As a scholar of both law and philosophy, UConn Law Professor Thomas Morawetz has written extensively about legal philosophy and ethics. Over the years, however, he has also explored a range of topics with more subtle ties to the law, including literature, language and the subject of his latest book: identity.
"Knowing Self, Changing Self: The Interplay of Reality, Fantasy, and Friendship," published this month by Rowman & Littlefield, considers how an individual's sense of identity develops less through introspection than through experiences with other people---and how identity is a work in progress throughout one’s life. Adding an autobiographical element is the interaction between Morawetz and his co-author, the mental health therapist Scotty Enyart, who is also a good friend.
While the book is not a legal treatise, it will prove helpful to law students and lawyers because a thorough understanding of the self is an essential asset in shaping and pursuing one’s life in law, Morawetz said.
"Our knowledge of self is a very fragile thing" influenced by experiences and relationships as well as our thoughts and beliefs, Morawetz said. "It's a wide-ranging book; I see it as seminal in bringing together my deepest interests and concerns over 30 or 40 years."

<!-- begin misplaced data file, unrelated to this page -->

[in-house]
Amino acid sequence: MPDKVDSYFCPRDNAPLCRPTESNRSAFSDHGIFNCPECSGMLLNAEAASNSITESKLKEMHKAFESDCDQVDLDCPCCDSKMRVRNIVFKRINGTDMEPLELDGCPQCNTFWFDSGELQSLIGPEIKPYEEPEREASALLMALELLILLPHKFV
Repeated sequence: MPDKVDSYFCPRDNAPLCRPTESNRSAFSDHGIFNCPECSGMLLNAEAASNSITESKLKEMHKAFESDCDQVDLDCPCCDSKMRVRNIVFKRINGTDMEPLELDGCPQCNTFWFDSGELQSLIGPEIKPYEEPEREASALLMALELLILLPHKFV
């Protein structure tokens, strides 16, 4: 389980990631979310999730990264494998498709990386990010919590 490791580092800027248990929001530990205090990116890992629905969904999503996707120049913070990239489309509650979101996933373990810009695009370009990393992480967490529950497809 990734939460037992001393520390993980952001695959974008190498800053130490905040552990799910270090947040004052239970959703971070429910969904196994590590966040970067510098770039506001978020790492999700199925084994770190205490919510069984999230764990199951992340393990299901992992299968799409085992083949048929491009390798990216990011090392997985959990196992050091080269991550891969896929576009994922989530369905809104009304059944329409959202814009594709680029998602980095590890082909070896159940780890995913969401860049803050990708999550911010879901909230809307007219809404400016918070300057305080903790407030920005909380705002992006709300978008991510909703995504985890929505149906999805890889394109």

In the first half of the book, Morawetz explores the nature of self-knowledge, the many factors that influence it, and the many ways it can be conceived. He examines how truth, fantasy, recognition, associations and the various roles that people adopt in their lives contribute to identity in concert and in conflict with each other. The second half of the book is an open exchange between Morawetz and Enyart about their individual histories and the effects of their unexpected and strong friendship on the way they view themselves.
Morawetz’s interest in identity has come through in several works, perhaps most notably his 2001 book, "Making Faces, Playing God: Identity and the Art of Transformational Makeup." It examines the transformation of humans into demons, aliens or just people who are vastly different from the originals behind makeup and prostheses. It is, he wrote, a "daring way to see how we challenge our limits of identity in time, place, and context."
At the same time that the new book is being published, Routledge is reissuing another of Morawetz's works, "Law's Premises and Law's Promise: Jurisprudence after Wittgenstein," which was first published in 2000. The book consists of 11 essays that apply philosophy of language in general and the insights of the philosopher Ludwig Wittgenstein in particular to questions of legal theory and problems in legal ethics.
Among Morawetz's many other books are "Literature and the Law," "The Philosophy of Law: An Introduction," and "Wittgenstein & Knowledge: The Importance of 'On Certainty.' " He has also published more than 40 articles on legal, philosophical and related topics, as well as reviews of modern literature, including both general fiction and crime novels.
Morawetz joined the UConn Law faculty in 1977. He is a graduate of Harvard College and was a Fulbright Fellow at University College, Oxford. He earned an M.Phil. and a Ph.D. in philosophy at Yale University, where he also earned his JD. At UConn School of Law, he teaches Criminal Law, Contemporary Legal Theory (Jurisprudence), and several courses on Law and Literature.